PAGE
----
Definition of coast in English:


Line breaks: coast
Pronunciation: /kəʊst


  • 2The easy movement of a vehicle without the use of power: once the coast to the moon had begun, Apollo was separated from the third stage


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  • 1 [no object] (Of a person or vehicle) move easily without using power: they were coasting down a long hill
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    • Any time the vehicle is coasting, it is not consuming any power, which adds many miles to the vehicle's overall range.
    • While you are coasting with both skates parallel, move one skate forward and the other skate backward for balance.
    • Suddenly the sail is flapping and useless, the acceleration is gone, and I'm coasting gently towards the edge of the airfield, still steering with my feet.
  • 1.1Be successful without making much effort: Colchester coasted to victory
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    • Saints coasted to a very comfortable 60-16 victory, after a devastating first-half performance which emphasised the gap between the top and bottom of Super League.
    • And worryingly for their rivals, not only have New Zealand coasted to the second grand slam but they have also developed an international squad of remarkable depth in the process.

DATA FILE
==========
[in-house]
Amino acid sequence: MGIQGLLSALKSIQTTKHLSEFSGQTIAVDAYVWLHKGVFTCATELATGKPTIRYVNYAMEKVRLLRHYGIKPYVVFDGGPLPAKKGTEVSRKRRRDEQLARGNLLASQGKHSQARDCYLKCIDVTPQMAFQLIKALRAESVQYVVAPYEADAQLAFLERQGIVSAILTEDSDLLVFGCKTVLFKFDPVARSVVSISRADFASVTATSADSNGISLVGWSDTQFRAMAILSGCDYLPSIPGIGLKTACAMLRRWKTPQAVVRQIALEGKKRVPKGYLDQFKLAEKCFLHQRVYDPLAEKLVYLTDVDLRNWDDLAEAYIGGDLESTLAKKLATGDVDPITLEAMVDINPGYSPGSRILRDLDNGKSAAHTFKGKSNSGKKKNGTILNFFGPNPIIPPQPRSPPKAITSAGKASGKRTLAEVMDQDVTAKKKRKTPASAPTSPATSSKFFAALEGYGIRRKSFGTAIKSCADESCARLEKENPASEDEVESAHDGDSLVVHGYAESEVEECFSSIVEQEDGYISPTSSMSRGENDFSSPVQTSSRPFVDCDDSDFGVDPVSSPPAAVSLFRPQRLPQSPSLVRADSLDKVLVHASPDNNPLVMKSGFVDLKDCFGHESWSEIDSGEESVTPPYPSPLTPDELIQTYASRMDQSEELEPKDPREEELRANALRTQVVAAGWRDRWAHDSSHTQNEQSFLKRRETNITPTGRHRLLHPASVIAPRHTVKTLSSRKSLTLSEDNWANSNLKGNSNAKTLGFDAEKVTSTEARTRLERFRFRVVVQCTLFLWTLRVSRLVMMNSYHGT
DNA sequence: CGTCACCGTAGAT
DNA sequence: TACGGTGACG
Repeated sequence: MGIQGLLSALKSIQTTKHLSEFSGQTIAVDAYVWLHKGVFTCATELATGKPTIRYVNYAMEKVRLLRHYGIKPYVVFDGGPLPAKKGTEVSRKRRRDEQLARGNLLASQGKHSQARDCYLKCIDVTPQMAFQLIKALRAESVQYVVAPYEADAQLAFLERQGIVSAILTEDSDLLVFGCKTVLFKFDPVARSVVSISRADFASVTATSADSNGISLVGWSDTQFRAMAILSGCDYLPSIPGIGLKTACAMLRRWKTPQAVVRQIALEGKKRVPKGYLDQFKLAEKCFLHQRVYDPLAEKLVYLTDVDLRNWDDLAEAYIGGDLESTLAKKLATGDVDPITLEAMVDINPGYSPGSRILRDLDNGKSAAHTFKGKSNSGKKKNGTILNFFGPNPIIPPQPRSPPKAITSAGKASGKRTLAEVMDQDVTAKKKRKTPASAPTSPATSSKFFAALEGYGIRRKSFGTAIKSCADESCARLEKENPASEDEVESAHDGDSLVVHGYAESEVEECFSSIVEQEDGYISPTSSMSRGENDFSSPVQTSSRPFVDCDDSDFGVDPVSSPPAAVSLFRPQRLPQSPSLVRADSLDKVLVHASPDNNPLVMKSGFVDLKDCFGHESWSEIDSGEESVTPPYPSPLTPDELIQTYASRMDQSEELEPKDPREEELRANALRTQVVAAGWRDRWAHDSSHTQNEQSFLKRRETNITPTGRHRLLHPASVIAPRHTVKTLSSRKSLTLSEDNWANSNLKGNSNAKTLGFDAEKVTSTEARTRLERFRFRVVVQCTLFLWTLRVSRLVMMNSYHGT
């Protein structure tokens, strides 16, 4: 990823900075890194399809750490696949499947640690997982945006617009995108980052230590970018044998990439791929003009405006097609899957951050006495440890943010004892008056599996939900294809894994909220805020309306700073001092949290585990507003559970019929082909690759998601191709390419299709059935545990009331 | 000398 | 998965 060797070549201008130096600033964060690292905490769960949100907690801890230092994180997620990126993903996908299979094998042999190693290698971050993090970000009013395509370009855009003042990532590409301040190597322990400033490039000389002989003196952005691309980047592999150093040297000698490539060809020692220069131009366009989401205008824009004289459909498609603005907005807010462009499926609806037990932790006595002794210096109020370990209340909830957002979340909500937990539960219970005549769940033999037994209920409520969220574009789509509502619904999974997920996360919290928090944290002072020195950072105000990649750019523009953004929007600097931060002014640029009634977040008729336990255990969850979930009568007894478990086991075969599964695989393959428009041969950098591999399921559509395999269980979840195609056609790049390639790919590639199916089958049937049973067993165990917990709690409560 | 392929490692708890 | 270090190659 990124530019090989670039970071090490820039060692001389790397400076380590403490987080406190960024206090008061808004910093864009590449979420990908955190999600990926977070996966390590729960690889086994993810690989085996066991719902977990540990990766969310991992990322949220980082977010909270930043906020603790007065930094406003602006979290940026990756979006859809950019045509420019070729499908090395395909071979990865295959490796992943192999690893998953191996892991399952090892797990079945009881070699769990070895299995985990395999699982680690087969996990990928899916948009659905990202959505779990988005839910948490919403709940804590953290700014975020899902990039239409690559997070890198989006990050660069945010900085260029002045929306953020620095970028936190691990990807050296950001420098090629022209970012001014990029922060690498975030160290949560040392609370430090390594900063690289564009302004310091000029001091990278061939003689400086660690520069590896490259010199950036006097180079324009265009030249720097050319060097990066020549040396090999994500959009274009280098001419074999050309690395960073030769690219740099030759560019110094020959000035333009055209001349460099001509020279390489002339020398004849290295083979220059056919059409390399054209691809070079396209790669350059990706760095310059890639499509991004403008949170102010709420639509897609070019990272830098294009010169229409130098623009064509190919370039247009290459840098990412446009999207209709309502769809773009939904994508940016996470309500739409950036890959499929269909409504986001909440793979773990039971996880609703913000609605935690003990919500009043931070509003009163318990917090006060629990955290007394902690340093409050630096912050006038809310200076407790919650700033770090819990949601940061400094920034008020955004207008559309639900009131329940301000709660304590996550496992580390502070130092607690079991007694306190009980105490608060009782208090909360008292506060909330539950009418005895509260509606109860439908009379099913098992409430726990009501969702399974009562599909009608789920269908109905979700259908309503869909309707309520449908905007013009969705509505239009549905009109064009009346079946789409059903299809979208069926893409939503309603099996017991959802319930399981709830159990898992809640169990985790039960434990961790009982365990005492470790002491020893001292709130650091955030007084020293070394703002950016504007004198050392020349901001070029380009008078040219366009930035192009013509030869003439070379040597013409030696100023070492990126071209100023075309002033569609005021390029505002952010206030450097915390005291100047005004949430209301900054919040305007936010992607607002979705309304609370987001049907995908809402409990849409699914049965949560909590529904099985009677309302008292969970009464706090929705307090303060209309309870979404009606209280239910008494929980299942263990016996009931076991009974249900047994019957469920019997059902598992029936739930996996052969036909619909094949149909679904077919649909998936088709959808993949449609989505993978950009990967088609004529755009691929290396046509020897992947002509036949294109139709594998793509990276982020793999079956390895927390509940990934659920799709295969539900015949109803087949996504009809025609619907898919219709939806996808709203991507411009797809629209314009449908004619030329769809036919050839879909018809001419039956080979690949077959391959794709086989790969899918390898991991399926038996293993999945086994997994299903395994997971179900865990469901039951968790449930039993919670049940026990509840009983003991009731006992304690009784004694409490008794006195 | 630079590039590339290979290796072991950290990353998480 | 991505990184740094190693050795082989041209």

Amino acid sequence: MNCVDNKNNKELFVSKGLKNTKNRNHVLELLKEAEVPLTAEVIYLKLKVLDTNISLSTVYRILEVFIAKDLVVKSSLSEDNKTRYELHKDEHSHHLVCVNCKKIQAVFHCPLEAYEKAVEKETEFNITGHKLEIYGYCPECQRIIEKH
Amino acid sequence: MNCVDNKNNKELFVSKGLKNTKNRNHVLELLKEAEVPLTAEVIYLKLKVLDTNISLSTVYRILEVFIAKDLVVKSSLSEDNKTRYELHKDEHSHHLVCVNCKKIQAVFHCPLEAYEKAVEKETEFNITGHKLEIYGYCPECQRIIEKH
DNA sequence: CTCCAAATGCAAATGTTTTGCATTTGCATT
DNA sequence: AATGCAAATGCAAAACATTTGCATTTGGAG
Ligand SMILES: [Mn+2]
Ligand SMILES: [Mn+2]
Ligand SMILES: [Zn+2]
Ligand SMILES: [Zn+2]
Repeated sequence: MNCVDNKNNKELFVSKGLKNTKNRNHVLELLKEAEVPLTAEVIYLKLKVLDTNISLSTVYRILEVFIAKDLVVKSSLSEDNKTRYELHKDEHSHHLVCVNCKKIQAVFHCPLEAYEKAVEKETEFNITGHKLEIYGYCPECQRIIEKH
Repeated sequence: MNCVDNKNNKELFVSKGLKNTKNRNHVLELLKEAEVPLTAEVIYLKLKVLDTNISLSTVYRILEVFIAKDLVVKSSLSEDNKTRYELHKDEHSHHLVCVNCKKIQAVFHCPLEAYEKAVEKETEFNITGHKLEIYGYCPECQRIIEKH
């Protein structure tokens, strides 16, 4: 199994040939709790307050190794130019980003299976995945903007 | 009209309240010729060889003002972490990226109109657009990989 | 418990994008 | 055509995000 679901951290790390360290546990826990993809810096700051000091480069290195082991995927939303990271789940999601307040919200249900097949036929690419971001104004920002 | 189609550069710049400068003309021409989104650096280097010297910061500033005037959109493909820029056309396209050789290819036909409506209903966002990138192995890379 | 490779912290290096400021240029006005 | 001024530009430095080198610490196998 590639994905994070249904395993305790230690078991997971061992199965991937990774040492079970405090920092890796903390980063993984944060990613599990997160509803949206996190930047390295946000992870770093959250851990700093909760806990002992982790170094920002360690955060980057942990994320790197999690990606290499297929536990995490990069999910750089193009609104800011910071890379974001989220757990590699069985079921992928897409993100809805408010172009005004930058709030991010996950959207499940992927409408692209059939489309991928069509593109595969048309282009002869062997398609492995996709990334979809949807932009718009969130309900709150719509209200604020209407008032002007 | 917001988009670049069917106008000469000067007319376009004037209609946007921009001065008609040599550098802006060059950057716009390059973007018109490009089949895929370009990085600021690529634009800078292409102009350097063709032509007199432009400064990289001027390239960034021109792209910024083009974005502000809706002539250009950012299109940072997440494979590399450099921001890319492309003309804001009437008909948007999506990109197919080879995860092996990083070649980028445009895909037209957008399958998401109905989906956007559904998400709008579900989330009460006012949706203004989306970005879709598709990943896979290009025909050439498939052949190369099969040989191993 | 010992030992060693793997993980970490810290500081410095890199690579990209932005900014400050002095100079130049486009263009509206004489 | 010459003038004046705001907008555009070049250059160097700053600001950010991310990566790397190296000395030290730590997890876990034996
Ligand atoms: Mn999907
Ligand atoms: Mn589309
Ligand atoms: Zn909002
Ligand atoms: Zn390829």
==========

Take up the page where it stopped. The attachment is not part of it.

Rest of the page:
• Waterloo never looked back and coasted to a 56-50 victory, with Mike Sovran leading the way with 12 points and 7 rebounds.
    freewheel, cruise, taxi, drift, glide, sail, float, skate, slip, skim
  • 2 [no object, with adverbial of direction] Sail along the coast, especially in order to carry cargo: (as adjective coasting) a coasting schooner
    More example sentences
    • After coasting along the shores of Brazil and advancing up the River Amazon, then called Marañon, he returned by way of Hispaniola, to be driven for refuge from storm into the port of Aguada.
    • Instead, he bumped into the Americas on his first voyage of discovery, landing first somewhere in the Bahamas, and then coasting along Cuba, before eventually returning to Spain.
    • A small red ferryboat gently coasted on its way to San Fransisco.


the coast is clear

There is no danger of being observed or caught: the streetcleaners kept stopping off for a smoke when the coast was clear
More example sentences
  • She then looks up and down the street, as if she's making sure the coast is clear, and then she just takes off.
  • And then, if the coast is clear, we can safely follow.
  • Our characters were supposed to look around to make sure the coast is clear, then jump in the truck and race off.


Middle English (in the sense 'side of the body'), from Old French coste (noun), costeier (verb), from Latin costa 'rib, flank, side'. sense 1 of the noun arose from the phrase coast of the sea 'side of the sea'.

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